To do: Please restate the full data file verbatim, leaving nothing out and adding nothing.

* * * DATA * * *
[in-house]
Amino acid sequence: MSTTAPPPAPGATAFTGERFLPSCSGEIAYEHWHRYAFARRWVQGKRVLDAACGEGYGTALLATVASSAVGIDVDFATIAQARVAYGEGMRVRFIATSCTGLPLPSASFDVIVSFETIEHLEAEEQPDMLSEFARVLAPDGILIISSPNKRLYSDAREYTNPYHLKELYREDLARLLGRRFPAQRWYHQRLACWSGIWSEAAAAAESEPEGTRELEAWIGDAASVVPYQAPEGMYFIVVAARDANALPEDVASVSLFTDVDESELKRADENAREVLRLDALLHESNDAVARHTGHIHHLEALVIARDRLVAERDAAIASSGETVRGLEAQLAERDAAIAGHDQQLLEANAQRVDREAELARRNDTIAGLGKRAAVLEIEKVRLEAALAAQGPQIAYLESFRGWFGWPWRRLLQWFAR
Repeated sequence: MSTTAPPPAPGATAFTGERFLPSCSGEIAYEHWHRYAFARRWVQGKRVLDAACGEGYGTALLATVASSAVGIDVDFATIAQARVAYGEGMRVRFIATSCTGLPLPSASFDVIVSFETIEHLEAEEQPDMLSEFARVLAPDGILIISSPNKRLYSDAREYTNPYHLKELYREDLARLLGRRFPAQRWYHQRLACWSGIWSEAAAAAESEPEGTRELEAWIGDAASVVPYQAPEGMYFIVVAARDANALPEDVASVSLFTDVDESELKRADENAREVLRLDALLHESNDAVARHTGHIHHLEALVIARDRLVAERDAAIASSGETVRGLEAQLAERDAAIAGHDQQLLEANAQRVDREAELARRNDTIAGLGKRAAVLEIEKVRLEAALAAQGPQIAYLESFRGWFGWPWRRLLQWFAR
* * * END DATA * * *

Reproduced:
[in-house]
Amino acid sequence: MSTTAPPPAPGATAFTGERFLPSCSGEIAYEHWHRYAFARRWVQGKRVLDAACGEGYGTALLATVASSAVGIDVDFATIAQARVAYGEGMRVRFIATSCTGLPLPSASFDVIVSFETIEHLEAEEQPDMLSEFARVLAPDGILIISSPNKRLYSDAREYTNPYHLKELYREDLARLLGRRFPAQRWYHQRLACWSGIWSEAAAAAESEPEGTRELEAWIGDAASVVPYQAPEGMYFIVVAARDANALPEDVASVSLFTDVDESELKRADENAREVLRLDALLHESNDAVARHTGHIHHLEALVIARDRLVAERDAAIASSGETVRGLEAQLAERDAAIAGHDQQLLEANAQRVDREAELARRNDTIAGLGKRAAVLEIEKVRLEAALAAQGPQIAYLESFRGWFGWPWRRLLQWFAR
Repeated sequence: MSTTAPPPAPGATAFTGERFLPSCSGEIAYEHWHRYAFARRWVQGKRVLDAACGEGYGTALLATVASSAVGIDVDFATIAQARVAYGEGMRVRFIATSCTGLPLPSASFDVIVSFETIEHLEAEEQPDMLSEFARVLAPDGILIISSPNKRLYSDAREYTNPYHLKELYREDLARLLGRRFPAQRWYHQRLACWSGIWSEAAAAAESEPEGTRELEAWIGDAASVVPYQAPEGMYFIVVAARDANALPEDVASVSLFTDVDESELKRADENAREVLRLDALLHESNDAVARHTGHIHHLEALVIARDRLVAERDAAIASSGETVRGLEAQLAERDAAIAGHDQQLLEANAQRVDREAELARRNDTIAGLGKRAAVLEIEKVRLEAALAAQGPQIAYLESFRGWFGWPWRRLLQWFAR